Industry officials are hesitant to adopt the FDA's planned changes to its good manufacturing practices (GMP) policy until the agency finalizes its new manufacturing requirements, sources say. Manufacturers are also concerned that FDA field inspectors won't consider the new requirements when taking enforcement action.
The FDA is attempting to change companies' manufacturing practices to accelerate drug development and improve product safety and efficacy. To ensure these changes, the agency is implementing new approaches through its initiative, "Pharmaceutical Current Good Manufacturing Practices for the 21st Century."
In particular, the FDA is encouraging the adoption of state-of-the-art quality control systems. These systems call for companies to continually review how they manage variations in temperature, particle size, pressure and flow rate to ensure the final product's quality.
Such changes will allow industry to ensure quality in their product designs up front, rather than making changes after the fact through trial and error, said Moheb Nasr, director of the agency's Center for Drug Evaluation and Research's Office of New Drug Quality Assessment. The FDA wants companies to take a "new, more proactive approach" to manufacturing, Nasr told FDAnews.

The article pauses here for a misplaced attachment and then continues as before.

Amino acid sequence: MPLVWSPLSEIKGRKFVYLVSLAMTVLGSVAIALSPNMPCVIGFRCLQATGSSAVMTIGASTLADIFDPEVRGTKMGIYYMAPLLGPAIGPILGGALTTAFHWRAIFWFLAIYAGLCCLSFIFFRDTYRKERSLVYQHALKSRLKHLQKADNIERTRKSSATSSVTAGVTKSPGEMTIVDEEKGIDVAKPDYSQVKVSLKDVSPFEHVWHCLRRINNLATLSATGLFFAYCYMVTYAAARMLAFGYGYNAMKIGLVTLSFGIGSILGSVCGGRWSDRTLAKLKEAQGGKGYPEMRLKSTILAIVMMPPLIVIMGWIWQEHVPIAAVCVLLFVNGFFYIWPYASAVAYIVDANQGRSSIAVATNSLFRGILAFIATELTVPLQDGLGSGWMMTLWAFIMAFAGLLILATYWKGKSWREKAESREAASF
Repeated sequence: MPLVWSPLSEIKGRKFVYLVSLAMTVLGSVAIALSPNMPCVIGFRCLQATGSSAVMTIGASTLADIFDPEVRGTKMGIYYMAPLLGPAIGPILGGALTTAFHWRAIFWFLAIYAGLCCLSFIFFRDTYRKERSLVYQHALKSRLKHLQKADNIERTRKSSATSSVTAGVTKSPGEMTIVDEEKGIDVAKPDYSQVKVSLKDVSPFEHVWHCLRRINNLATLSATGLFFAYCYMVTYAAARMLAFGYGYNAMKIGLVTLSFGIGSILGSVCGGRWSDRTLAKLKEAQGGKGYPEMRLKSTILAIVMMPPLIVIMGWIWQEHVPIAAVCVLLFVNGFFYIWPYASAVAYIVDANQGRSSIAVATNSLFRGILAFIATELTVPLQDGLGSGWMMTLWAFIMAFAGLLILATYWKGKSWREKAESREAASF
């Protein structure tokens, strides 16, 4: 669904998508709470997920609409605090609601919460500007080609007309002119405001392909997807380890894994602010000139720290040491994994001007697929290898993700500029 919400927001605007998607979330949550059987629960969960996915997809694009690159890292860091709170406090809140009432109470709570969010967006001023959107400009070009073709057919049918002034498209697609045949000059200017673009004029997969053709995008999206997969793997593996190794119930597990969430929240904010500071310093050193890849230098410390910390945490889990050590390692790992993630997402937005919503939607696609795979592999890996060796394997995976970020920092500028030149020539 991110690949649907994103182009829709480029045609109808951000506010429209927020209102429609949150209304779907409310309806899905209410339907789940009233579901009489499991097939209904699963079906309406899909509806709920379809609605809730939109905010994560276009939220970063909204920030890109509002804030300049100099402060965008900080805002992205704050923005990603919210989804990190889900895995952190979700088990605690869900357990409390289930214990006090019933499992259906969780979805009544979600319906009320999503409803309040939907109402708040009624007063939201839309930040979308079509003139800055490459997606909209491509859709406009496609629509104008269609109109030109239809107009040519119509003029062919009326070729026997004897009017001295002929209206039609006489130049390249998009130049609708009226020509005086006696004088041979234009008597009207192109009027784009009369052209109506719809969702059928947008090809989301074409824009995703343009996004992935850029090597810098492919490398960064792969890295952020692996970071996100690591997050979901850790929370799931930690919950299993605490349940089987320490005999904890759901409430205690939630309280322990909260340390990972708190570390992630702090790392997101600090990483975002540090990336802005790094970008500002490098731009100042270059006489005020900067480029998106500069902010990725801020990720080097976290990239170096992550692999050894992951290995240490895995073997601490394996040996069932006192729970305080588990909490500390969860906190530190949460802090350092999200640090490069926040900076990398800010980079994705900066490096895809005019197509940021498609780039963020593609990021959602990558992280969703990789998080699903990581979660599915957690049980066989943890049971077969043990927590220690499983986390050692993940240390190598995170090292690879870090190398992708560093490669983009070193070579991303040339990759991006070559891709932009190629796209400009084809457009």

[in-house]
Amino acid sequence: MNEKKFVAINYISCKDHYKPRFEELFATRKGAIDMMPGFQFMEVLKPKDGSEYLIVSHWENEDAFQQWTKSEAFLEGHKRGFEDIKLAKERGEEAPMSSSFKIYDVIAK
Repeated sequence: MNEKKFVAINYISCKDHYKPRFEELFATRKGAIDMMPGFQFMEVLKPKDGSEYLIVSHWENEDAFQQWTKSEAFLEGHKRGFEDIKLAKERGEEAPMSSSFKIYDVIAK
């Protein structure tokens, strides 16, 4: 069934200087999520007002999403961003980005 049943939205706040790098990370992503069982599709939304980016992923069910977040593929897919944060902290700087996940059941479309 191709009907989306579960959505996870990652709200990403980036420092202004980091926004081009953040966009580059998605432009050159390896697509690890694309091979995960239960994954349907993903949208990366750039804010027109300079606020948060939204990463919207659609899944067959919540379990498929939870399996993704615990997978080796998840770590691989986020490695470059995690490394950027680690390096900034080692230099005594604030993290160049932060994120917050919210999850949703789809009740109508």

While industry believes that a quality control approach is a good move, a lack of regulatory consistency is slowing implementation, said Gordon Richman, vice president of strategic compliance and general counsel of the consulting firm EduQuest. There are "lots of growing pains" within both industry and the FDA, he added.
Specifically, industry is waiting for the agency to finalize its quality systems final guidance, Richman said. The FDA issued its draft policy on GMP, "Quality System Approach to Pharmaceutical Current Good Manufacturing Practice Regulations," in September 2004. Industry hopes the agency will be "more prescriptive and clear" in what it expects from companies in the final version, Richman added.
But the FDA has nearly completed its final guidance, and that document will not be substantially different from the draft, said Joe Famulare, acting director of the Office of Compliance in the agency's Center for Drug Evaluation and Research. The final guidance will be completed this summer, Famulare added. (http://www.fdanews.com/did)